Sugarcane Yield = 6.20 + 0.004 (Age) + ((−0.006) (Literacy)) + 0.01 (Landholding) + 0.002 (Farming Experience) + 0.13 (MFSC Registration Duration)

Wheat Yield = 2.60 + 0.001 (Age) + ((−0.012) (Literacy)) + ((−0.0084) (Landholding)) + ((−0.031) (Farming Experience)) + 0.46 (MFSC Registration Duration)

Figure 1. Normality residual graph of sugarcane yield after MFSC After MFSC.

Figure 2. Normality residual graph of wheat yield.

Table 3. Multiple regression of sugarcane yield after MFSC and independent variables.

* and ** indicates significance at 0.05 and 0.01 level of probability respectively, -square = 0.611, Adjusted R-square = 0.603, F stat = 0.000.

Table 4. Multiple regression of wheat yield after MFSC and independent variables.

** indicates significance at 0.01 level of probability, -square = 0.577, Adjusted R-square = 0.57, F stat = 0.000.

*Corresponding author.

MFSC had played its role and improved the yield of all the crops/vegetables observed. Improvement in yield was recorded on account of supply of inputs, machinery and guidance regarding crop/vegetable management by MFSC [18] . The present system enables farmers to buy quality inputs at reasonable wholesale rates. Research studies showed that when quality inputs were made available at reasonable prices, the yield got increased [19] [20] . Maximum improvement was recorded in wheat, sugarcane, maize and rice in comparison to other crops. Increase in these crops particularly wheat might be attributed to the seed farms of Agricultural Extension Department which is mainly focused on seed production of wheat crop. These seed farms provide better quality seed to MFSC well on time. Due to the same reason maximum respondents collected the wheat seed from MFSC. Very few respondents regarding all the crops/vegetables were observed who harvested low yield even after registration which might be due to the reason that they had not properly visited the MFSC once registred. Thus they might not obtained the inputs or farm implements which reduces their yield. The repercussions of increased yield might be attributed to the gigantic task being accomplished by MFSC i.e. due to farming skills provided by MFSC, timely suggestions and empowerment in skills of proper crop management, access to quality inputs including best varieties which improved their yield.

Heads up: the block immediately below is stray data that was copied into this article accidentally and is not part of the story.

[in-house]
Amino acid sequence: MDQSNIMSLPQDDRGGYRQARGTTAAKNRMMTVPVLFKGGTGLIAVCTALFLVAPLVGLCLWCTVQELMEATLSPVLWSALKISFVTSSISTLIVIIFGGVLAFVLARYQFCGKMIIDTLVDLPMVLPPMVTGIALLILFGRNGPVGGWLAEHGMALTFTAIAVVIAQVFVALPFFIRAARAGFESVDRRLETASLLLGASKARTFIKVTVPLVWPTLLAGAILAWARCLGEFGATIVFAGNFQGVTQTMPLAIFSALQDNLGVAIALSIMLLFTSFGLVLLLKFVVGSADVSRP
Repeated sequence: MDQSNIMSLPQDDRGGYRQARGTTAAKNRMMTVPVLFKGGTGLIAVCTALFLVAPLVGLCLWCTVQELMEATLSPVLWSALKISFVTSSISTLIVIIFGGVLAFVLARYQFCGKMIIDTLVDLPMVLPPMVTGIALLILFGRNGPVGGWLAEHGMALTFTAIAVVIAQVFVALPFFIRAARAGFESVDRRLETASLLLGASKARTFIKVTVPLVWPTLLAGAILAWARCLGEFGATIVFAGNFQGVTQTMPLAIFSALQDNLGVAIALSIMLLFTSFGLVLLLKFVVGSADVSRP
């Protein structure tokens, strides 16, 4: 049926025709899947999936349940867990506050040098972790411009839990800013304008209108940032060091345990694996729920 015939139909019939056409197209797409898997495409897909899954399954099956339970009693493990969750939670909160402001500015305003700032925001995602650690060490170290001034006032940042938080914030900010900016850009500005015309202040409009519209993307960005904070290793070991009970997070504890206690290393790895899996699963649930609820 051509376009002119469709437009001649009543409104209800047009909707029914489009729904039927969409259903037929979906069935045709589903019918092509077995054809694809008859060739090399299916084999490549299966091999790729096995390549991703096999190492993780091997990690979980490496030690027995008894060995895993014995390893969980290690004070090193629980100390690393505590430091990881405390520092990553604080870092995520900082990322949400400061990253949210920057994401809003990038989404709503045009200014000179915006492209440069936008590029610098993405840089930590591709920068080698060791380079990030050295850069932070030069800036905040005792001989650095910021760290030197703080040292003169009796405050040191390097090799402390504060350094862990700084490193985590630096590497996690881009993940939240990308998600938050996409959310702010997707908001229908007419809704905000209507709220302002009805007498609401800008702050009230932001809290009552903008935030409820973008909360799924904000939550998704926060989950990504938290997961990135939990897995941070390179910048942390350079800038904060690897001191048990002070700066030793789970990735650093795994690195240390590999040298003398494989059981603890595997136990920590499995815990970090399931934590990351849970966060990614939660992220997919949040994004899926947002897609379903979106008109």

5. Conclusion

The findings revealed that MFSC played a vital role in yield improvement of sugarcane, wheat, maize, rice and tomato. Thus rampant scope of MFSC was due to the reason that MFSC registration duration had a significant contribution in improvement of yield and bridging the gap of potential yield of registered farmers. So the government should offer programs for awareness among the farmers to register themselves with MFSC in order to learn modern techniques of farming to cope with the problem of food insecurity. Similar studies need to be replicated in other MFSCs in the province.

Cite this paper

RehmatUllah,MuhammadZafarullah Khan,KalimUllah,Tahir MunirButt, (2015) Model Farm Services Center Approach: An Implication to Boost Farmer’s Yield. Agricultural Sciences,06,953-960. doi: 10.4236/as.2015.69092


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*Corresponding author.